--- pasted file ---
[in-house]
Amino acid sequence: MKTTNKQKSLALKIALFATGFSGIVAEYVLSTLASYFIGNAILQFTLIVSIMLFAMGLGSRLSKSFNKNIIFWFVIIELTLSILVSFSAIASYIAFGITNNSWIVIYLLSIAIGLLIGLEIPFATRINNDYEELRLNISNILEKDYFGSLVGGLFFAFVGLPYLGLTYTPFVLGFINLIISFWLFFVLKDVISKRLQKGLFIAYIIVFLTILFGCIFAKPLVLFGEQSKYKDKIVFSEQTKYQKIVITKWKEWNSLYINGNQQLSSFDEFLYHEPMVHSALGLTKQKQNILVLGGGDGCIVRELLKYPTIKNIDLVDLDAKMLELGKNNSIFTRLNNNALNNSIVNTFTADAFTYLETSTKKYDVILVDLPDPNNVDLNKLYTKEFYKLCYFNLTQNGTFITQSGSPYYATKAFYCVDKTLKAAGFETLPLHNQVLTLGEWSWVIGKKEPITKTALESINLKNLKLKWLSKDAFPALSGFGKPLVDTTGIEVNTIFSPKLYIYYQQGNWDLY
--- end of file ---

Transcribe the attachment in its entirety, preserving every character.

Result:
[in-house]
Amino acid sequence: MKTTNKQKSLALKIALFATGFSGIVAEYVLSTLASYFIGNAILQFTLIVSIMLFAMGLGSRLSKSFNKNIIFWFVIIELTLSILVSFSAIASYIAFGITNNSWIVIYLLSIAIGLLIGLEIPFATRINNDYEELRLNISNILEKDYFGSLVGGLFFAFVGLPYLGLTYTPFVLGFINLIISFWLFFVLKDVISKRLQKGLFIAYIIVFLTILFGCIFAKPLVLFGEQSKYKDKIVFSEQTKYQKIVITKWKEWNSLYINGNQQLSSFDEFLYHEPMVHSALGLTKQKQNILVLGGGDGCIVRELLKYPTIKNIDLVDLDAKMLELGKNNSIFTRLNNNALNNSIVNTFTADAFTYLETSTKKYDVILVDLPDPNNVDLNKLYTKEFYKLCYFNLTQNGTFITQSGSPYYATKAFYCVDKTLKAAGFETLPLHNQVLTLGEWSWVIGKKEPITKTALESINLKNLKLKWLSKDAFPALSGFGKPLVDTTGIEVNTIFSPKLYIYYQQGNWDLY